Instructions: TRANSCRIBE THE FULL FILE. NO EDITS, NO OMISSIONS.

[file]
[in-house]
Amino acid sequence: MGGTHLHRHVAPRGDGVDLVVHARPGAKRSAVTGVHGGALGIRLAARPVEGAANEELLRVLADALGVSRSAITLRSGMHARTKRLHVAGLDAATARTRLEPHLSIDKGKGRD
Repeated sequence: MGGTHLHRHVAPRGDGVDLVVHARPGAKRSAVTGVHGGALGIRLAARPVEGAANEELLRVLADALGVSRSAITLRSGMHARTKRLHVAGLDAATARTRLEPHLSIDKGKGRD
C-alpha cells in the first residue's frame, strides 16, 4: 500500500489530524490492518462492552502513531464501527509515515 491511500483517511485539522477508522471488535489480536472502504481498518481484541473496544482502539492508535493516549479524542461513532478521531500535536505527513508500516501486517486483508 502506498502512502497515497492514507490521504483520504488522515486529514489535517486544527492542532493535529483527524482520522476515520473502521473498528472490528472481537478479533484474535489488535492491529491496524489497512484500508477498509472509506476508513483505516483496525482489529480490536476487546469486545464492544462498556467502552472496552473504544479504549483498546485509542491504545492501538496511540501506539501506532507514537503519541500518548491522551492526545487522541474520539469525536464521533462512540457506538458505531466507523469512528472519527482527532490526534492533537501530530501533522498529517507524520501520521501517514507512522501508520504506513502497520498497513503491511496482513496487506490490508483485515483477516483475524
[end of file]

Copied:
[in-house]
Amino acid sequence: MGGTHLHRHVAPRGDGVDLVVHARPGAKRSAVTGVHGGALGIRLAARPVEGAANEELLRVLADALGVSRSAITLRSGMHARTKRLHVAGLDAATARTRLEPHLSIDKGKGRD
Repeated sequence: MGGTHLHRHVAPRGDGVDLVVHARPGAKRSAVTGVHGGALGIRLAARPVEGAANEELLRVLADALGVSRSAITLRSGMHARTKRLHVAGLDAATARTRLEPHLSIDKGKGRD
C-alpha cells in the first residue's frame, strides 16, 4: 500500500489530524490492518462492552502513531464501527509515515 491511500483517511485539522477508522471488535489480536472502504481498518481484541473496544482502539492508535493516549479524542461513532478521531500535536505527513508500516501486517486483508 502506498502512502497515497492514507490521504483520504488522515486529514489535517486544527492542532493535529483527524482520522476515520473502521473498528472490528472481537478479533484474535489488535492491529491496524489497512484500508477498509472509506476508513483505516483496525482489529480490536476487546469486545464492544462498556467502552472496552473504544479504549483498546485509542491504545492501538496511540501506539501506532507514537503519541500518548491522551492526545487522541474520539469525536464521533462512540457506538458505531466507523469512528472519527482527532490526534492533537501530530501533522498529517507524520501520521501517514507512522501508520504506513502497520498497513503491511496482513496487506490490508483485515483477516483475524